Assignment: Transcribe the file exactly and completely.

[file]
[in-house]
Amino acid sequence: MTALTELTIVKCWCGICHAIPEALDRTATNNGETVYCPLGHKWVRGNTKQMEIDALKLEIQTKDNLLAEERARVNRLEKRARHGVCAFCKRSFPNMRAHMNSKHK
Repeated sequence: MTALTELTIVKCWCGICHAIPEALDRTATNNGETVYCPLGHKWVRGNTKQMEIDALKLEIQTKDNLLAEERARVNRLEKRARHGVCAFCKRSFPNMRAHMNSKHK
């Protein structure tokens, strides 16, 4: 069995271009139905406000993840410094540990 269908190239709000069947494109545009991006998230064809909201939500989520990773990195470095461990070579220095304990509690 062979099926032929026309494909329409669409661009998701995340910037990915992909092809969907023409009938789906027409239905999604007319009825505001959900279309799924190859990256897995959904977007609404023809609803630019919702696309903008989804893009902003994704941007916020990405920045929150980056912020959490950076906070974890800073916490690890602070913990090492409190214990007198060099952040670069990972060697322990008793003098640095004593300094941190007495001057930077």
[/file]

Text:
[in-house]
Amino acid sequence: MTALTELTIVKCWCGICHAIPEALDRTATNNGETVYCPLGHKWVRGNTKQMEIDALKLEIQTKDNLLAEERARVNRLEKRARHGVCAFCKRSFPNMRAHMNSKHK
Repeated sequence: MTALTELTIVKCWCGICHAIPEALDRTATNNGETVYCPLGHKWVRGNTKQMEIDALKLEIQTKDNLLAEERARVNRLEKRARHGVCAFCKRSFPNMRAHMNSKHK
């Protein structure tokens, strides 16, 4: 069995271009139905406000993840410094540990 269908190239709000069947494109545009991006998230064809909201939500989520990773990195470095461990070579220095304990509690 062979099926032929026309494909329409669409661009998701995340910037990915992909092809969907023409009938789906027409239905999604007319009825505001959900279309799924190859990256897995959904977007609404023809609803630019919702696309903008989804893009902003994704941007916020990405920045929150980056912020959490950076906070974890800073916490690890602070913990090492409190214990007198060099952040670069990972060697322990008793003098640095004593300094941190007495001057930077």